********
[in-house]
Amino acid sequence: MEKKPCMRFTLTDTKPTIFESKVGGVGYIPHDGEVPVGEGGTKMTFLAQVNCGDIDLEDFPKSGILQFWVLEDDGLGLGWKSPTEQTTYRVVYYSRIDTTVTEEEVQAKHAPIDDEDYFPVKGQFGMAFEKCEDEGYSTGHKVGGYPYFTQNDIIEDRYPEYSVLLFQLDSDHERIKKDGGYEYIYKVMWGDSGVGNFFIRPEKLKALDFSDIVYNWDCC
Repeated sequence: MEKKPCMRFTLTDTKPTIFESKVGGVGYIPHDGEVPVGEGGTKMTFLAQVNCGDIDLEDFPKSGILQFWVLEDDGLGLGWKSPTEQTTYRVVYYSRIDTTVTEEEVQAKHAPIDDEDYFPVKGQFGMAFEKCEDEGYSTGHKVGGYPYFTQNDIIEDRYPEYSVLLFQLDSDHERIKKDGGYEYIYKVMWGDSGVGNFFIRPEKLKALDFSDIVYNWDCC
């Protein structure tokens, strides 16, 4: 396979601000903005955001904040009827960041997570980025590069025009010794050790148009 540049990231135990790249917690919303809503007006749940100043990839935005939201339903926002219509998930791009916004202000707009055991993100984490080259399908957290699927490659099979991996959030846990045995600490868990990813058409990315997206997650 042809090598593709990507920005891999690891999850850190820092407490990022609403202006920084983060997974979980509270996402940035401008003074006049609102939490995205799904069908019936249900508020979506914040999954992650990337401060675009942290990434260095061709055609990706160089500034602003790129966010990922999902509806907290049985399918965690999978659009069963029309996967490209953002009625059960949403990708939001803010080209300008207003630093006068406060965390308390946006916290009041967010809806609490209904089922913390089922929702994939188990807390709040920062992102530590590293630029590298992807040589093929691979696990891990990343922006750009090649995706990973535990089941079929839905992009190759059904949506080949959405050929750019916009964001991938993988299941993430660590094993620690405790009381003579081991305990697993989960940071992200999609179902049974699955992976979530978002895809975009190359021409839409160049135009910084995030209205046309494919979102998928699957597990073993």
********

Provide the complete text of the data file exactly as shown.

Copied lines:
[in-house]
Amino acid sequence: MEKKPCMRFTLTDTKPTIFESKVGGVGYIPHDGEVPVGEGGTKMTFLAQVNCGDIDLEDFPKSGILQFWVLEDDGLGLGWKSPTEQTTYRVVYYSRIDTTVTEEEVQAKHAPIDDEDYFPVKGQFGMAFEKCEDEGYSTGHKVGGYPYFTQNDIIEDRYPEYSVLLFQLDSDHERIKKDGGYEYIYKVMWGDSGVGNFFIRPEKLKALDFSDIVYNWDCC
Repeated sequence: MEKKPCMRFTLTDTKPTIFESKVGGVGYIPHDGEVPVGEGGTKMTFLAQVNCGDIDLEDFPKSGILQFWVLEDDGLGLGWKSPTEQTTYRVVYYSRIDTTVTEEEVQAKHAPIDDEDYFPVKGQFGMAFEKCEDEGYSTGHKVGGYPYFTQNDIIEDRYPEYSVLLFQLDSDHERIKKDGGYEYIYKVMWGDSGVGNFFIRPEKLKALDFSDIVYNWDCC
């Protein structure tokens, strides 16, 4: 396979601000903005955001904040009827960041997570980025590069025009010794050790148009 540049990231135990790249917690919303809503007006749940100043990839935005939201339903926002219509998930791009916004202000707009055991993100984490080259399908957290699927490659099979991996959030846990045995600490868990990813058409990315997206997650 042809090598593709990507920005891999690891999850850190820092407490990022609403202006920084983060997974979980509270996402940035401008003074006049609102939490995205799904069908019936249900508020979506914040999954992650990337401060675009942290990434260095061709055609990706160089500034602003790129966010990922999902509806907290049985399918965690999978659009069963029309996967490209953002009625059960949403990708939001803010080209300008207003630093006068406060965390308390946006916290009041967010809806609490209904089922913390089922929702994939188990807390709040920062992102530590590293630029590298992807040589093929691979696990891990990343922006750009090649995706990973535990089941079929839905992009190759059904949506080949959405050929750019916009964001991938993988299941993430660590094993620690405790009381003579081991305990697993989960940071992200999609179902049974699955992976979530978002895809975009190359021409839409160049135009910084995030209205046309494919979102998928699957597990073993």